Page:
by Sandra L. Brown, M.A.

Since Valentine’s Day was upon us, I thought it would be a great discussion about what happens in Pathological Love Relationships— that attraction is on over-drive while love (from a pathological) is lingo-bling.

But what about real love, healthy love? People write all the time and say ‘When are you going to write How to Spot a Healthy Partner because with as many bad relationships that I’ve been in, I can hardly tell the difference between what should be obviously toxic and what should be obviously healthy.’

The opposite of healthy love is what we often call ‘toxic’ love. Sometimes understanding what toxic ‘looks like’ helps us to see what real ‘love’ should look like too.

Here is a short list of the characteristics of Love vs. Toxic Love (compiled with the help of the work of Melody Beattie & Terence Gorski).

Love Toxic Love
Development of self is first priority Obsession with relationship
Room to grow, expand, desire for other to grow Security and comfort in sameness;
insensitivity of need seen as proof of love
(may really be fear, insecurity, loneliness)
Separate interests; other friends; maintain other meaningful relationships Total involvement; limited social life; neglect old friends, interests
Encouragement of each other’s expanding; secure in own worth Preoccupation with other’s behavior; fear of other changing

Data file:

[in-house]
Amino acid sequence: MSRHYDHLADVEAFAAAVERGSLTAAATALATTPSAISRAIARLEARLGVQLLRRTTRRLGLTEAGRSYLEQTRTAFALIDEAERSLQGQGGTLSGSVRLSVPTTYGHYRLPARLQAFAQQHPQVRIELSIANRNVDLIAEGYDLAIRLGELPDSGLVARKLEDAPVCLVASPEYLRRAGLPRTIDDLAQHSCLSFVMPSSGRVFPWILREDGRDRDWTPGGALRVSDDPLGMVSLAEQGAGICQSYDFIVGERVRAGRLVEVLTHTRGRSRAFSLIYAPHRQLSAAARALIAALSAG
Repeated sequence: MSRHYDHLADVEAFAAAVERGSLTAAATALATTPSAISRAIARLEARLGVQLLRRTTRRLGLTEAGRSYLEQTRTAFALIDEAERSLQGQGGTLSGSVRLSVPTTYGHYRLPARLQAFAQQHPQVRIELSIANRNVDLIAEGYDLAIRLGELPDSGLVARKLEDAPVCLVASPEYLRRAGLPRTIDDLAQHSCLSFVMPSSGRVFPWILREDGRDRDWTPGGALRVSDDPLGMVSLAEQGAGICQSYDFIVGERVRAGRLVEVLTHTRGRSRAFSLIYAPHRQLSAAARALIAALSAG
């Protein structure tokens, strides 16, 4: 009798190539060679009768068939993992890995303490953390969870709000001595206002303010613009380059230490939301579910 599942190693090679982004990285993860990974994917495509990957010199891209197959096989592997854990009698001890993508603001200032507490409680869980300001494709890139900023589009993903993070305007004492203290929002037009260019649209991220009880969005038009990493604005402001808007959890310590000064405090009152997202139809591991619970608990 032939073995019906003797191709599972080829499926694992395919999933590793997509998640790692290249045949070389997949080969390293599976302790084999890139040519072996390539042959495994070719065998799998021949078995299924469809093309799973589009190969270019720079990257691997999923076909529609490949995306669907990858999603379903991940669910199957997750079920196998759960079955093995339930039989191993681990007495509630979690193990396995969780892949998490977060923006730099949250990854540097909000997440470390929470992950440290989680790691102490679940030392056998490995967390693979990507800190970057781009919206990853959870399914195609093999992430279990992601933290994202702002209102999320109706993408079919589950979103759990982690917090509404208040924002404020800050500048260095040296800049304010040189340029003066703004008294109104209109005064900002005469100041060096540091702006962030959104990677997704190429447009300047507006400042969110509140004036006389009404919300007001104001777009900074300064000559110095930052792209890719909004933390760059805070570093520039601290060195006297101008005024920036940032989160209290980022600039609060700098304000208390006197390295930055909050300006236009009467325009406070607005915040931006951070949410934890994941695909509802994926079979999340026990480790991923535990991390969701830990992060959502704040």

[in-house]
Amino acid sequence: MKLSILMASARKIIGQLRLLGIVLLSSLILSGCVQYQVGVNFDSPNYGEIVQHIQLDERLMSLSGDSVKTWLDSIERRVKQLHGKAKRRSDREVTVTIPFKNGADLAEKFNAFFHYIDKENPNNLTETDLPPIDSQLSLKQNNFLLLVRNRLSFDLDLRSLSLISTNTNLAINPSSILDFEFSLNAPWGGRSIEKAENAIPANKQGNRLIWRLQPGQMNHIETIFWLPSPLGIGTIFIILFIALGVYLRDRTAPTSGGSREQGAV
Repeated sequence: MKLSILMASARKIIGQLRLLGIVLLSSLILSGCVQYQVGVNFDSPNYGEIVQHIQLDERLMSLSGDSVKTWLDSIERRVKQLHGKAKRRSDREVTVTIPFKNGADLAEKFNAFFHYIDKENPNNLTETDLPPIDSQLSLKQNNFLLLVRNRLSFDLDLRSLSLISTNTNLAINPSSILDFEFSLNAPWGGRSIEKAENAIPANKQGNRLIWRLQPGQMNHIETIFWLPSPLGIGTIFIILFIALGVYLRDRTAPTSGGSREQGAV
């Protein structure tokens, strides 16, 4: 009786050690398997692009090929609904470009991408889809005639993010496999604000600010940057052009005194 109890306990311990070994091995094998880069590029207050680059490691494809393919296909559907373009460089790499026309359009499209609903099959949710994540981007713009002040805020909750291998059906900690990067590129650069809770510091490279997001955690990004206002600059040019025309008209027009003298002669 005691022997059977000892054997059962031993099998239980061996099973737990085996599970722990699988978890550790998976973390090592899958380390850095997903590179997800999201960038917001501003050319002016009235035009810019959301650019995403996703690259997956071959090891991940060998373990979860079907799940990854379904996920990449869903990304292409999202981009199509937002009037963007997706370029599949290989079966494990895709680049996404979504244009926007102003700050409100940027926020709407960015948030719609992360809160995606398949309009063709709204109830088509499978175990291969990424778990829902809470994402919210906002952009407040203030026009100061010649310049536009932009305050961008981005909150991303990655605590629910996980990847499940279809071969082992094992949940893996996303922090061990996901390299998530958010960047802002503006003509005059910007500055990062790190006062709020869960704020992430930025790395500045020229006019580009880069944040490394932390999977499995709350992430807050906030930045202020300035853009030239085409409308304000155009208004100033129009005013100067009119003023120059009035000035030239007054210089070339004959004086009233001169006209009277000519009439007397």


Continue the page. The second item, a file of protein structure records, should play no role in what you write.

Appropriate Trust (i.e. trusting partner to behave according to fundamental nature) Jealousy; possessiveness; fear of competition; protects “supply”
Compromise, negotiation or taking turns at leading. Problem solving together Power plays for control; blaming; passive or aggressive manipulation
Embracing of each other’s individuality Trying to change other to own image
Relationship deals with all aspects of reality Relationship is based on delusion and avoidance of the unpleasant
Self-care by both partners; emotional state not dependent on other’s mood Expectation that one partner will fix and rescue the other
Loving detachment (healthy concern about partner, while letting go) Fusion (being obsessed with each other’s problems and feelings)
Sex is free choice growing out of caring & friendship Pressure around sex due to insecurity, fear & need for immediate gratification
Ability to enjoy being alone Unable to endure separation; clinging
Cycle of comfort and contentment Cycle of pain and despair


Love is not supposed to be painful. There is pain involved in any relationship but if it is painful most of the time then you are probably in a Pathological Love Relationship because the end result of these relationships is ‘Inevitable Harm.’  Let’s be clear that there is nothing wrong with wanting a relationship – it is natural and healthy. If we can start seeing relationships not as the goal but as opportunities for growth then we can start having more functional relationships. A relationship that ends is not a failure or a punishment – it is a lesson. And these lessons are mostly about pathology, its permanence, and the lives it affects without discrimination.